Suddenly, a searchlight interrupted the darkness. A Japanese ship lay dead ahead, began firing after Kelly increased speed and passed its position at a relative speed of sixty knots. He zig-zagged PT-34 to avoid the ensuing fire and searchlight, managing finally to elude the beam by 1:30 a.m., an hour and a half after the attack on the cruiser.
By 4:00 a.m., they arrived in the area where the shoreline of Cebu ought to have been; he navigated slowly, but to no avail. The crew suddenly heard a harsh noise. Kelly's worst fear had been realized. The boat had become lodged immovably on a coral pinnacle in twenty feet of water, amid an undersea cathedral of coral spires, many of which protruded to within the space of the five-foot draft of the plywood hull.
They were stranded some ten miles up the coast from the harbor and so Kelly sent Ensign Richardson in a rowboat to summon a doctor for the wounded Reynolds.
Meanwhile, the crew rocked the boat loose from the coral, while giving the engines gas as they did so. Once free at 5:00 a.m., they discovered the boat was once again partially disabled, one of the engine propellers being badly mangled, leaving two engines operable.
Rather than risk another bout with the coral by trying to find the navigable channel into the port without charts in the dark, Kelly decided to await dawn, even at risk of being spotted by Japanese aircraft. He reasoned that with air superiority to be provided now by the twelve Flying Fortresses and P-35's up from Australia, they would have no fears of enemy aircraft in any event.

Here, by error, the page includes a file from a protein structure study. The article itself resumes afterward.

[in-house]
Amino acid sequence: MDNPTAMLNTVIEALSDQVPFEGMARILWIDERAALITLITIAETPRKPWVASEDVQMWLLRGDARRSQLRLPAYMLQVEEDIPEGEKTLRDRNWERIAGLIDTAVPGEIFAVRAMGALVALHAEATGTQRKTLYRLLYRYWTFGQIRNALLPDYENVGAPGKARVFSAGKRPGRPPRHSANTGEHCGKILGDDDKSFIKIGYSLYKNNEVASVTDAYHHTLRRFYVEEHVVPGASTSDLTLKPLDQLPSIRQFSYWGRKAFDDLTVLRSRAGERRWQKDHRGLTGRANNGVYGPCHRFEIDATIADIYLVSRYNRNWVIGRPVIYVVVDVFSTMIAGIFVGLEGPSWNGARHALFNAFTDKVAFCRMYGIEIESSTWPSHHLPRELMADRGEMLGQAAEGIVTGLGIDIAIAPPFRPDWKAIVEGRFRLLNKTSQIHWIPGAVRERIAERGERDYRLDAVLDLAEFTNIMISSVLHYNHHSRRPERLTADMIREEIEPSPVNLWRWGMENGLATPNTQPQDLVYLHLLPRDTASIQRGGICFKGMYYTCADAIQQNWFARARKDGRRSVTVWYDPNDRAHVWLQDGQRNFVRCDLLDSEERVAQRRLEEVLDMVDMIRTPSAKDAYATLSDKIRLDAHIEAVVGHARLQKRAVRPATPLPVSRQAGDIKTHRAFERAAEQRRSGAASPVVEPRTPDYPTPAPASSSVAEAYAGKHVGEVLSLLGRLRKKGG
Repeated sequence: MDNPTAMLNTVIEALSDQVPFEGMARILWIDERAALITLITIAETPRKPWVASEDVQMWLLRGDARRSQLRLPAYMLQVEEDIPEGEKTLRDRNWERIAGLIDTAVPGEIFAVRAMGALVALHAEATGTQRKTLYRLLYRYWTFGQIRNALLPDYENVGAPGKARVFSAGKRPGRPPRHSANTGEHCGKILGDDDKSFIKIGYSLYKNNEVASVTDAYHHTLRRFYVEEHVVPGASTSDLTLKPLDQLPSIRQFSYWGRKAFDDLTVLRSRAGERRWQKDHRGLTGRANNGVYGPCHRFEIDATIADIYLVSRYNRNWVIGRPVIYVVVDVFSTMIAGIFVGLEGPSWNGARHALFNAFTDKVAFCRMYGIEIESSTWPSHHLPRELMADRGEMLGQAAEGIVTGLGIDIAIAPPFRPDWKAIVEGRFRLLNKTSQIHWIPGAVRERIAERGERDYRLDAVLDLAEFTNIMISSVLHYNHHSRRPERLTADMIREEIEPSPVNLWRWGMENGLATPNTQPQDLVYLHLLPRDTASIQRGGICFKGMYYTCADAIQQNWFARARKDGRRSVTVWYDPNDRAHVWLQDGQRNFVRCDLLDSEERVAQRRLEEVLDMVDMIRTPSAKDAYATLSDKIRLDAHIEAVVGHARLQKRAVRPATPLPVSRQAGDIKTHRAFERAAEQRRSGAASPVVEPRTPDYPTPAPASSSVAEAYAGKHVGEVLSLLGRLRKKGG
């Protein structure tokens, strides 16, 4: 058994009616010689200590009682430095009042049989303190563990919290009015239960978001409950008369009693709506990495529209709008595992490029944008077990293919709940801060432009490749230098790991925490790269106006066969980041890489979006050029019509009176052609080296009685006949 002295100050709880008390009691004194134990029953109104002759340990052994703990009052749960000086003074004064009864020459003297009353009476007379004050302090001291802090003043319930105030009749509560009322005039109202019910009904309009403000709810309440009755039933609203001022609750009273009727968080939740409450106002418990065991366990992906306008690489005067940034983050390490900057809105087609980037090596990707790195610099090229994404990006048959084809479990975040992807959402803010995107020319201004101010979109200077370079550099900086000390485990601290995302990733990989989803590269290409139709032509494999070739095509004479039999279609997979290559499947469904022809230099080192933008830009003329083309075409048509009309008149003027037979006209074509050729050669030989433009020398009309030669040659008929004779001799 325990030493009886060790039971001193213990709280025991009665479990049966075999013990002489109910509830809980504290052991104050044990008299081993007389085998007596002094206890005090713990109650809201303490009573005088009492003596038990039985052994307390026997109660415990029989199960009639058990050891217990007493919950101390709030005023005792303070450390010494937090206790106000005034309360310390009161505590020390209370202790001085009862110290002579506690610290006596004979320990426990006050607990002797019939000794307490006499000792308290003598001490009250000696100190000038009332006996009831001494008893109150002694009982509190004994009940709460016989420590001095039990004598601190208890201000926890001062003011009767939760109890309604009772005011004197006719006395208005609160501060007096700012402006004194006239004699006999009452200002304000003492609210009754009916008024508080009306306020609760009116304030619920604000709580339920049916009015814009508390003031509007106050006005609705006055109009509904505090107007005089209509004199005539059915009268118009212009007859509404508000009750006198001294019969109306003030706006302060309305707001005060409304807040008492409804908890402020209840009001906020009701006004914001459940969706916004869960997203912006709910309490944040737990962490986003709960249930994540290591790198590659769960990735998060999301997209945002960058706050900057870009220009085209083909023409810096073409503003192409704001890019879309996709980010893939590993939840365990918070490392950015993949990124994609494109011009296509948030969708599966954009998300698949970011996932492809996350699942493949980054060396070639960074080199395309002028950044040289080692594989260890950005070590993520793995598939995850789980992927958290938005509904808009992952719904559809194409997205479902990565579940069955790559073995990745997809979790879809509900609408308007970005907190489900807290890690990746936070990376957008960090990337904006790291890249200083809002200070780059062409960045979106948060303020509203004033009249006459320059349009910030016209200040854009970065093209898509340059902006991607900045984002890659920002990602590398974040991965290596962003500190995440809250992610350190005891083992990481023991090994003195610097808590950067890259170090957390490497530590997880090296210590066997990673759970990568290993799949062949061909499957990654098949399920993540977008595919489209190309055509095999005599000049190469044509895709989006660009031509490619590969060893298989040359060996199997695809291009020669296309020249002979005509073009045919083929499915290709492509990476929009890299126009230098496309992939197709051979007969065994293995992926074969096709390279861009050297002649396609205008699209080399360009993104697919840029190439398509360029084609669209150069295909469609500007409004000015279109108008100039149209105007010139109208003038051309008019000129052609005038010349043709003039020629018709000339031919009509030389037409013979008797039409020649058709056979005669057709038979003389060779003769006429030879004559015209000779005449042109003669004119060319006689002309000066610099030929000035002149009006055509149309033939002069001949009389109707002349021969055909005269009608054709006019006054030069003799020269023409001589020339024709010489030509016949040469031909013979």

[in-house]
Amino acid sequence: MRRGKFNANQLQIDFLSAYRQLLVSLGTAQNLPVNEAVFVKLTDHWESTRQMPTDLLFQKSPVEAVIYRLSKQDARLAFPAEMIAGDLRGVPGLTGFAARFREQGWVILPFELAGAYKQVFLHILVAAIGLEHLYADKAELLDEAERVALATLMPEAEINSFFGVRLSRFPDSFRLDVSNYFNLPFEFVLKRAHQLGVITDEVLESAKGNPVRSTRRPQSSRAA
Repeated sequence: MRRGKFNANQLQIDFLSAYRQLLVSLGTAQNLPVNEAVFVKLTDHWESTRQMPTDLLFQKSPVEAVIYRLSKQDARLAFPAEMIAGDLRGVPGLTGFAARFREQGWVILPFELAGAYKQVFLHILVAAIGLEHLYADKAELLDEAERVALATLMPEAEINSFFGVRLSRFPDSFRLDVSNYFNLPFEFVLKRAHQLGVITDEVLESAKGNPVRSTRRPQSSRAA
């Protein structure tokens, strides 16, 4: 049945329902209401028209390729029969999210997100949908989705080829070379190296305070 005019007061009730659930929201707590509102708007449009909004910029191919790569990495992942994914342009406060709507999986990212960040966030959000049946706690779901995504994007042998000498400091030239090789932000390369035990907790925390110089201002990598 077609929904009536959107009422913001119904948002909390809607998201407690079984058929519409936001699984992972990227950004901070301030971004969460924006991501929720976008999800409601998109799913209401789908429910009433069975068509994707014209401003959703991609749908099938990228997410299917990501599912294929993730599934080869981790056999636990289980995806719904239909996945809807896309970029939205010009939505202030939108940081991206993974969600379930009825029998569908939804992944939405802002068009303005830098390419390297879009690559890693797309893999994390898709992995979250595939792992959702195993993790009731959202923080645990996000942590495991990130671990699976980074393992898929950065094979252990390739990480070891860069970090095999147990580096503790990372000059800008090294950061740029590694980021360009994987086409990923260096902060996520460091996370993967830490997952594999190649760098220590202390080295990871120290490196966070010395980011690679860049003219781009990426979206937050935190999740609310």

At 7:30, the fog cleared sufficiently to begin moving again; by 8:00 they had found the channel entrance, free from the coral field.
Kelly suddenly heard overhead airplanes which he took as the Allied cover. He realized his mistake, however, when a bomb dropped only a short distance from the boat and from out of the fog appeared the big orange ball of the Rising Sun. Bombs came insistently all around them, some within twenty feet, as he steered the boat wildly in an evasive course, both back and forth, slowing, speeding, zig-zagging, avoiding the bombs by literally timing their release and coordinating the boat's speed and course against their path.
The crew fired their anti-aircraft guns at the four seaplanes attacking them, the seaplanes spotted on a cruiser by air reconnaissance a few days earlier and which turned out apparently not to be from the cruiser they had sunk the night before.
Eventually, after a half hour, the planes ran out of bombs and began strafing the boat and crew with machine-gun fire in repeated and successive passes from an altitude just above the masthead. The first pass killed starboard gunner and torpedoman Harris, catching him in the throat. As another crewmen grabbed his gun, a fusillade from one of the planes knocked it out.